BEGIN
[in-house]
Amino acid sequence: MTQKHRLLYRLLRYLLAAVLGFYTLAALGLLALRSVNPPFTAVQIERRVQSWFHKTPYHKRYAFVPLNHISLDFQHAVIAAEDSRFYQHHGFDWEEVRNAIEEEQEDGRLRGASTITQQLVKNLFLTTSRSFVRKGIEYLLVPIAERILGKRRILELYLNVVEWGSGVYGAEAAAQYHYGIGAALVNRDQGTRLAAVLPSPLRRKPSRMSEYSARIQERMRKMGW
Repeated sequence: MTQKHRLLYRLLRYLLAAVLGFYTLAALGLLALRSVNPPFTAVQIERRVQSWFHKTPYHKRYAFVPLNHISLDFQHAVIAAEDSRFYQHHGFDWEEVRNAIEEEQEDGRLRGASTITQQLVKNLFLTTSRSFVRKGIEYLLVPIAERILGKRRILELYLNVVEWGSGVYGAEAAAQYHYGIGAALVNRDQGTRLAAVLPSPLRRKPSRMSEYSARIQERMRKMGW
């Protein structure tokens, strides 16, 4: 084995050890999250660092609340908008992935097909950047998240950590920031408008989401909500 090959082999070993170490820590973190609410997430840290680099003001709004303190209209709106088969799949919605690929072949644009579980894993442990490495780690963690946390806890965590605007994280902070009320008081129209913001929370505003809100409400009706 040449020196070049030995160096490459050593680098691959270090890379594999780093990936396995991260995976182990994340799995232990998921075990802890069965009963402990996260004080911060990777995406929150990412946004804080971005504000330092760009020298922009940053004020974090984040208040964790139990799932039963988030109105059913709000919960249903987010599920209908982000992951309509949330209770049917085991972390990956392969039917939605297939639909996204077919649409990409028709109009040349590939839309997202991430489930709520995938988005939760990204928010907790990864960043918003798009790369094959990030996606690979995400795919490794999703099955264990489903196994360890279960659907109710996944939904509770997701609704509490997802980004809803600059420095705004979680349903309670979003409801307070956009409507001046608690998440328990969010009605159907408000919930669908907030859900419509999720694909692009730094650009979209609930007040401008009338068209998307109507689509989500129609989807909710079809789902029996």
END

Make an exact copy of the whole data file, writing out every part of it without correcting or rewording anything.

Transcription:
[in-house]
Amino acid sequence: MTQKHRLLYRLLRYLLAAVLGFYTLAALGLLALRSVNPPFTAVQIERRVQSWFHKTPYHKRYAFVPLNHISLDFQHAVIAAEDSRFYQHHGFDWEEVRNAIEEEQEDGRLRGASTITQQLVKNLFLTTSRSFVRKGIEYLLVPIAERILGKRRILELYLNVVEWGSGVYGAEAAAQYHYGIGAALVNRDQGTRLAAVLPSPLRRKPSRMSEYSARIQERMRKMGW
Repeated sequence: MTQKHRLLYRLLRYLLAAVLGFYTLAALGLLALRSVNPPFTAVQIERRVQSWFHKTPYHKRYAFVPLNHISLDFQHAVIAAEDSRFYQHHGFDWEEVRNAIEEEQEDGRLRGASTITQQLVKNLFLTTSRSFVRKGIEYLLVPIAERILGKRRILELYLNVVEWGSGVYGAEAAAQYHYGIGAALVNRDQGTRLAAVLPSPLRRKPSRMSEYSARIQERMRKMGW
């Protein structure tokens, strides 16, 4: 084995050890999250660092609340908008992935097909950047998240950590920031408008989401909500 090959082999070993170490820590973190609410997430840290680099003001709004303190209209709106088969799949919605690929072949644009579980894993442990490495780690963690946390806890965590605007994280902070009320008081129209913001929370505003809100409400009706 040449020196070049030995160096490459050593680098691959270090890379594999780093990936396995991260995976182990994340799995232990998921075990802890069965009963402990996260004080911060990777995406929150990412946004804080971005504000330092760009020298922009940053004020974090984040208040964790139990799932039963988030109105059913709000919960249903987010599920209908982000992951309509949330209770049917085991972390990956392969039917939605297939639909996204077919649409990409028709109009040349590939839309997202991430489930709520995938988005939760990204928010907790990864960043918003798009790369094959990030996606690979995400795919490794999703099955264990489903196994360890279960659907109710996944939904509770997701609704509490997802980004809803600059420095705004979680349903309670979003409801307070956009409507001046608690998440328990969010009605159907408000919930669908907030859900419509999720694909692009730094650009979209609930007040401008009338068209998307109507689509989500129609989807909710079809789902029996």